Tourists from elsewhere in China may happily find that when they shop at supermarkets, drug stores or department stores in Tibet, their purchases are given in non-woven bags, free of charge.
Shoppers in other parts of the country, however, must pay for plastic bags. Beginning in 2004, Lhasa banned the production, sale and use of disposable plastic bags and foamed plastic dishware—and, as of 2008, expanded the ban to all of Tibet. By contrast, all of China only implemented a ban on the free use of disposable plastic bags beginning in 2008.
The restriction on plastic bags is just one of the many examples that reflect Tibet's efforts to safeguard the environment. Covering 1.22 million square km, Tibet is the second largest provincial-level locality in China, accounting for one eighth of China's total land mass. Several famous Asian rivers, including the Ganges, Indus and Yangtze rivers, all originate in Tibet.
FOR A PURE TIBET: Zhang Yongze, Director of the Environmental Protection Bureau of Tibet Auto-nomous Region, has devoted more than 10 years to environmental protection in the region
Tibet is the main part of the Qinghai-Tibet Plateau, and 92 percent of the region's land lies 4,000 meters above sea level. The environment of Tibet is highly vulnerable and rather difficult to recover once being subjected to interference.
Since the industrialization and urbanization levels in Tibet are low and most of the pollution emanates from daily life, pollution control is not as arduous a task as in other parts of China.
"The major difficulty for environmental protection in Tibet comes from the pressure brought by rapid economic development," Zhang Yongze, Director of the Environmental Protection Bureau of Tibet Autonomous Region (TEPB), told Beijing Review.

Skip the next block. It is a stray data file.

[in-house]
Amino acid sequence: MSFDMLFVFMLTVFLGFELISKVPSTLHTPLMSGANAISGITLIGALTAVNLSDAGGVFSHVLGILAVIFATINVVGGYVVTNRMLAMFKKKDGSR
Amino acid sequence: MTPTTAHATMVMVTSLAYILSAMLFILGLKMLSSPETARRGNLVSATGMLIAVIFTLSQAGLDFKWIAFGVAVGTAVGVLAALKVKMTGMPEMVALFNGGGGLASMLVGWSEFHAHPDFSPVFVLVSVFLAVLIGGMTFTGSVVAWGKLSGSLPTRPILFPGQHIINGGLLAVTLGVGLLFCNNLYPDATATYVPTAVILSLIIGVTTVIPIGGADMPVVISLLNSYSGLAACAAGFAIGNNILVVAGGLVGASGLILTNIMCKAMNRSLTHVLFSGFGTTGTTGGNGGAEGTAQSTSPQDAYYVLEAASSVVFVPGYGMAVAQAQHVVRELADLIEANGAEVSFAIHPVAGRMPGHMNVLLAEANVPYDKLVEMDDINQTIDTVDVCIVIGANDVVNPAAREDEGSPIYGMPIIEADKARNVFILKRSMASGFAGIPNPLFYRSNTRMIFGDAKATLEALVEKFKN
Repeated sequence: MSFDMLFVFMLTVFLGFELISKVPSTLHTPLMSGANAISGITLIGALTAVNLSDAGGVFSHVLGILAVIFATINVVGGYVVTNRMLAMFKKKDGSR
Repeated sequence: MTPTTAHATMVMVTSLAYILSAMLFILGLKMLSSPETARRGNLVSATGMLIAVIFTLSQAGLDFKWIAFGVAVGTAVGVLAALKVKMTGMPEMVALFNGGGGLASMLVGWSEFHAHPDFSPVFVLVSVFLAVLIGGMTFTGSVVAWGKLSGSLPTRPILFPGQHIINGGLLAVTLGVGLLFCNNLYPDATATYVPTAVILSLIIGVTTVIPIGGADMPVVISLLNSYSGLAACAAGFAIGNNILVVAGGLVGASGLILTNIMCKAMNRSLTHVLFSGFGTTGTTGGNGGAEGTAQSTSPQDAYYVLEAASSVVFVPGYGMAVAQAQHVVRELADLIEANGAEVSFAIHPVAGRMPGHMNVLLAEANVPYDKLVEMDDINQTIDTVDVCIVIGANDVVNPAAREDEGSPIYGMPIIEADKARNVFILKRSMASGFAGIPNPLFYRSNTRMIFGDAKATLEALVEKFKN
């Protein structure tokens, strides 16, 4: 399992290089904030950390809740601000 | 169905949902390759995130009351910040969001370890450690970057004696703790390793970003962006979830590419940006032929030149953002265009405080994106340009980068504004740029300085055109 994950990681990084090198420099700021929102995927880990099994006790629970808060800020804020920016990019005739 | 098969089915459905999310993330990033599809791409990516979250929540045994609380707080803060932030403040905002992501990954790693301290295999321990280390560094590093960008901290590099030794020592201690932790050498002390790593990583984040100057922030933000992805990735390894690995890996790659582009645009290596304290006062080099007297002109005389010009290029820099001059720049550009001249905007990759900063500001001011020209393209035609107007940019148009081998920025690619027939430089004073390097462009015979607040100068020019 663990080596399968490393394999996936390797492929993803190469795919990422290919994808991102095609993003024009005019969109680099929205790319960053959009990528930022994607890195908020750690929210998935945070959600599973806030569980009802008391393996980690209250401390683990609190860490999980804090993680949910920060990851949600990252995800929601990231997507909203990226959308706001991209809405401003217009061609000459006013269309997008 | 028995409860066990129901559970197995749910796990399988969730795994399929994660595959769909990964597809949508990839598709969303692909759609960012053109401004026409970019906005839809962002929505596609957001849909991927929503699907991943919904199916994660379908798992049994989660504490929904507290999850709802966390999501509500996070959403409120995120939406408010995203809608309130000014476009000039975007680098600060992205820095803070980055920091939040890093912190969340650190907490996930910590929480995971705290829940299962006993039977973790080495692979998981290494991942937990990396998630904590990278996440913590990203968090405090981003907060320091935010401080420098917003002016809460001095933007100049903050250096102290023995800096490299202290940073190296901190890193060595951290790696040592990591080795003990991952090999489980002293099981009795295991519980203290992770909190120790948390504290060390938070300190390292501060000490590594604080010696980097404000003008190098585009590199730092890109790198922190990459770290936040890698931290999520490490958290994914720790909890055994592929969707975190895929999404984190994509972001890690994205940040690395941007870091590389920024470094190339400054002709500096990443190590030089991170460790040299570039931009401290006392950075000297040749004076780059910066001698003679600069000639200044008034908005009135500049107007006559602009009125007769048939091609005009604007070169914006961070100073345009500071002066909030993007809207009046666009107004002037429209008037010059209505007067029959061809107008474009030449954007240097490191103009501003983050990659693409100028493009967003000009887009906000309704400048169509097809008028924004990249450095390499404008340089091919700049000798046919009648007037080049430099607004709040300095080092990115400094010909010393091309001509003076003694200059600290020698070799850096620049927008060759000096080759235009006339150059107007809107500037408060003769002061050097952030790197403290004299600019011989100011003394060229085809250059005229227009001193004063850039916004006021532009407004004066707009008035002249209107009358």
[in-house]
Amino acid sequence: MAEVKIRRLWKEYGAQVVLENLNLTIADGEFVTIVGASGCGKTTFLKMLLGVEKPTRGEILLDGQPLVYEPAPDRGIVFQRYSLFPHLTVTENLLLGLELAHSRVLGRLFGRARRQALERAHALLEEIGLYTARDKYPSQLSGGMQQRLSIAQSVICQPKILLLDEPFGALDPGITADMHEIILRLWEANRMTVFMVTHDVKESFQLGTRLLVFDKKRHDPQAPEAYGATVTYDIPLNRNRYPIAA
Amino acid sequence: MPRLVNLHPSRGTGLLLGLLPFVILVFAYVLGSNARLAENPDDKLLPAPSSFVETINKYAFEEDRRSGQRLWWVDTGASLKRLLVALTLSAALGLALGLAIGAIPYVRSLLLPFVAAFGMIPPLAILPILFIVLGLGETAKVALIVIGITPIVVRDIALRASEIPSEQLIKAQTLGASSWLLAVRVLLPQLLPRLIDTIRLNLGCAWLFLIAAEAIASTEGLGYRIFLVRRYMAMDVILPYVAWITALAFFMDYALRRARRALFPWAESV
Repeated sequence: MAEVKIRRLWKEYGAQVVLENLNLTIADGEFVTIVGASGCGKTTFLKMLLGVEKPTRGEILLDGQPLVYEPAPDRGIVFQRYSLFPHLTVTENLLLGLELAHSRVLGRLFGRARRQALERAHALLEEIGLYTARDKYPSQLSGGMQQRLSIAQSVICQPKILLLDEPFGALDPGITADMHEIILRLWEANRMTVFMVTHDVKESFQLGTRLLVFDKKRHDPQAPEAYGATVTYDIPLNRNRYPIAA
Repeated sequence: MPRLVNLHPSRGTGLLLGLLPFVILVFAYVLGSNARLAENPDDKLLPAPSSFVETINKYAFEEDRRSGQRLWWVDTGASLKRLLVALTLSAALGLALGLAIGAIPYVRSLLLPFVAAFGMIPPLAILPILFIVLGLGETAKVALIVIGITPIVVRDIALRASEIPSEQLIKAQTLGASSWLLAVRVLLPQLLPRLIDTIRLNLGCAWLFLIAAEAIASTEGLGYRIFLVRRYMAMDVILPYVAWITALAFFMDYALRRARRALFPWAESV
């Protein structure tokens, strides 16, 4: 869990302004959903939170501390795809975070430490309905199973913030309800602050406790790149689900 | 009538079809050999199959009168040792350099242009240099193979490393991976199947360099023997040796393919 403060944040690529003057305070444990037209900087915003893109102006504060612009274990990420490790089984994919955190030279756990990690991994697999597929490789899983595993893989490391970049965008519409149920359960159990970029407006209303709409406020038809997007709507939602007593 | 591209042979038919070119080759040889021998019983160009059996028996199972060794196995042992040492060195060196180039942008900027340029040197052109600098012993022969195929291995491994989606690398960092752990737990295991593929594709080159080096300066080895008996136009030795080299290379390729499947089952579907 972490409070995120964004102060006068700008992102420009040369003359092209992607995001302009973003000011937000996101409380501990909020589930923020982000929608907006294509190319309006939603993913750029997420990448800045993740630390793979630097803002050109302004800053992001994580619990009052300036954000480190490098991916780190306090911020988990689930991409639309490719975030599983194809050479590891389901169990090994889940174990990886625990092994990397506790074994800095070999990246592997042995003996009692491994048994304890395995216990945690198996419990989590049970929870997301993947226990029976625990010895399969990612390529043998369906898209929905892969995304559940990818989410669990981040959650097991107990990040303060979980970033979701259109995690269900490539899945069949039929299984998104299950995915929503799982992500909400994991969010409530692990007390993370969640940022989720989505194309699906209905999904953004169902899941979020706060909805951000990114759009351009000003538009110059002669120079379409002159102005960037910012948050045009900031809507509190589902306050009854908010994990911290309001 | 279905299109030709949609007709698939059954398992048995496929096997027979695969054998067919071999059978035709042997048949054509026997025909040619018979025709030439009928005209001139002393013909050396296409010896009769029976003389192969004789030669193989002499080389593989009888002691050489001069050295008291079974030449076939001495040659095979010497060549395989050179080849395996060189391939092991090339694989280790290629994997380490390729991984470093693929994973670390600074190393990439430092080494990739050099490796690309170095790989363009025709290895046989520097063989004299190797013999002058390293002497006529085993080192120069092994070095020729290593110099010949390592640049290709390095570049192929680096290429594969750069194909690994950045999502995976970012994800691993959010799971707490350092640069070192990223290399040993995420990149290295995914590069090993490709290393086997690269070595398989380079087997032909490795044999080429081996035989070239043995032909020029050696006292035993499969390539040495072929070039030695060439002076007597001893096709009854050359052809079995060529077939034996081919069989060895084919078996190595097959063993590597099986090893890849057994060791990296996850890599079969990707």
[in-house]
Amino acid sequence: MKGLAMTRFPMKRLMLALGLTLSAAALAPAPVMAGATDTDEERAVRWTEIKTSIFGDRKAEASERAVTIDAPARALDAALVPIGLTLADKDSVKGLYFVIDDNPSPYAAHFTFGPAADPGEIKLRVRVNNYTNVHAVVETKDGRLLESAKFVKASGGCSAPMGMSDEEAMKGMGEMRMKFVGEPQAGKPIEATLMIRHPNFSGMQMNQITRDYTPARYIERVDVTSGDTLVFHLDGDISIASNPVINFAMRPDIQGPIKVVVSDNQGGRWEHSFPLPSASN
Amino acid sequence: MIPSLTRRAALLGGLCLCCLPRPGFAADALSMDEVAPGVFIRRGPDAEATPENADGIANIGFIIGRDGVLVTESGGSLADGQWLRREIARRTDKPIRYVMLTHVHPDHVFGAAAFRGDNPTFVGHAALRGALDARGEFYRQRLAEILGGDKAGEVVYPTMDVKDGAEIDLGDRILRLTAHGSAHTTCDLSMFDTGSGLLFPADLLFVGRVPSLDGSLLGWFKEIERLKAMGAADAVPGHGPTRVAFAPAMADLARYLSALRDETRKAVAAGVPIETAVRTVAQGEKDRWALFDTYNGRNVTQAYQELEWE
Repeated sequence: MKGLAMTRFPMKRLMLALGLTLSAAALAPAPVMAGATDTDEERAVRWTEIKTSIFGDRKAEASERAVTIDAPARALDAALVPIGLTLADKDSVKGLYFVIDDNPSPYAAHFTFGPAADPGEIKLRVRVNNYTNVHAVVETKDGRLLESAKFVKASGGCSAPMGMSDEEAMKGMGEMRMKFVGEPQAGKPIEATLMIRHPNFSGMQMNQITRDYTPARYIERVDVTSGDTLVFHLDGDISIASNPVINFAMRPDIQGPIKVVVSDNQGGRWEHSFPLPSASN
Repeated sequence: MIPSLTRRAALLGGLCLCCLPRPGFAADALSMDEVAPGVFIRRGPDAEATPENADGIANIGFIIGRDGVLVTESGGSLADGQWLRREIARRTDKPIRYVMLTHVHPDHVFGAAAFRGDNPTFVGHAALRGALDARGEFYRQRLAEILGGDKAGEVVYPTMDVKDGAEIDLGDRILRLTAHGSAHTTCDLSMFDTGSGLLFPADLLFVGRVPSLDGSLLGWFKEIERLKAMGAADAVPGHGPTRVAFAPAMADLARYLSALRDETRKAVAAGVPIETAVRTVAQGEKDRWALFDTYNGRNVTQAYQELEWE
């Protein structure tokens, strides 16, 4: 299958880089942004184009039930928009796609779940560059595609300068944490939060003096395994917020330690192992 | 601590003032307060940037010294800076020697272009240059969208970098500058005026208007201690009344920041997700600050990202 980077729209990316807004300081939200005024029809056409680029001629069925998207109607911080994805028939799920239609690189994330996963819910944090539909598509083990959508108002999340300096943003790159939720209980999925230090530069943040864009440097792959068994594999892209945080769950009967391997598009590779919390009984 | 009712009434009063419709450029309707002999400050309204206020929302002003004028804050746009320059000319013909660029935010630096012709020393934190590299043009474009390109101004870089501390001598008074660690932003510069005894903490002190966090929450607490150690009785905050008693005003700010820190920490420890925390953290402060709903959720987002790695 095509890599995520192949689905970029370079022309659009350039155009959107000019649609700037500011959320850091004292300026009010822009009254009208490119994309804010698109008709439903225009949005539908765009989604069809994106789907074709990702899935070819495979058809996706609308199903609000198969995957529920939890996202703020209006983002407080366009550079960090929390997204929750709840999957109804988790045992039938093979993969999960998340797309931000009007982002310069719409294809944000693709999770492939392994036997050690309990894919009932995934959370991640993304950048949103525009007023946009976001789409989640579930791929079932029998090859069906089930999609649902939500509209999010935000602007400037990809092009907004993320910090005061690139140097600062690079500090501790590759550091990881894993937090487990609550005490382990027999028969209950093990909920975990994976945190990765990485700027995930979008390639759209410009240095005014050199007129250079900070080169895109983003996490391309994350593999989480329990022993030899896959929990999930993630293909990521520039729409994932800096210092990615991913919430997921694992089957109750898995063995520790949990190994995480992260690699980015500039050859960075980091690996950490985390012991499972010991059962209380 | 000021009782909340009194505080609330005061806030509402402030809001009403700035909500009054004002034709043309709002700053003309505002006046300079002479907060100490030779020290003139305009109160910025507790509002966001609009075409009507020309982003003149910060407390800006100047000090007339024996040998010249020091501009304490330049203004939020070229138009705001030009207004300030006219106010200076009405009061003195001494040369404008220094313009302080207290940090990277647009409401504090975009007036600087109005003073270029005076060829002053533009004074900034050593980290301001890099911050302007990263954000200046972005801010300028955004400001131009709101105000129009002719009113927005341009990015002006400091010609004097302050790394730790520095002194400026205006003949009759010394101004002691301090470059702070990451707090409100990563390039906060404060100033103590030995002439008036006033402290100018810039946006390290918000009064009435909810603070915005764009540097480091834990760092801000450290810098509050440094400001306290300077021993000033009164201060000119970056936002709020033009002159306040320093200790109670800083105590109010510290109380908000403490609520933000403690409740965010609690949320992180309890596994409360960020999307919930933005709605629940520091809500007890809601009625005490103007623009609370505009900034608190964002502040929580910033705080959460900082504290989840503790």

Tibet, said Zhang, is less developed than other provinces, municipalities and autonomous regions of China, but must achieve a better quality of life. "The demand for development is urgent, imposing great pressure on environmental protection," Zhang added.
Following the Democratic Reform in 1959, Tibet has experienced an ever-faster growth in economy and population. According to figures from the Development and Reform Commission of Tibet Autonomous Region, in 1959, its gross domestic product (GDP) was only 174 million yuan ($25.48 million) while, by 2008, that figure had increased to 39.59 billion yuan ($5.8 billion).
The GDP of Tibet has maintained double-digit growth over 15 consecutive years, with the average annual growth rate standing at 12.8 percent. Meanwhile, the population in the region reached 2.88 million in 2008, up 130 percent from 1.23 million in 1959.
Such fast growth is unprecedented in Tibet's development history, and will inevitably impose pressure on the environment of the region. Hence, it is trying its best to balance development needs and environmental protection requirements.
Tibet is embarking on reasonable planning first and foremos--that is, defining which areas can be developed and which cannot. "Tibet delineates 34 percent of its acreage as natural reserves and bans development within these areas," Zhang said. "Such a high percentage is never seen in other localities of the country."
In terms of development patterns, Tibet gives priority to the protection of the environment and makes best use of its resources. It has energetically developed industries of local features, such as its tourist industry, traditional Tibetan medicine, green food and beverages as well as waterpower resources.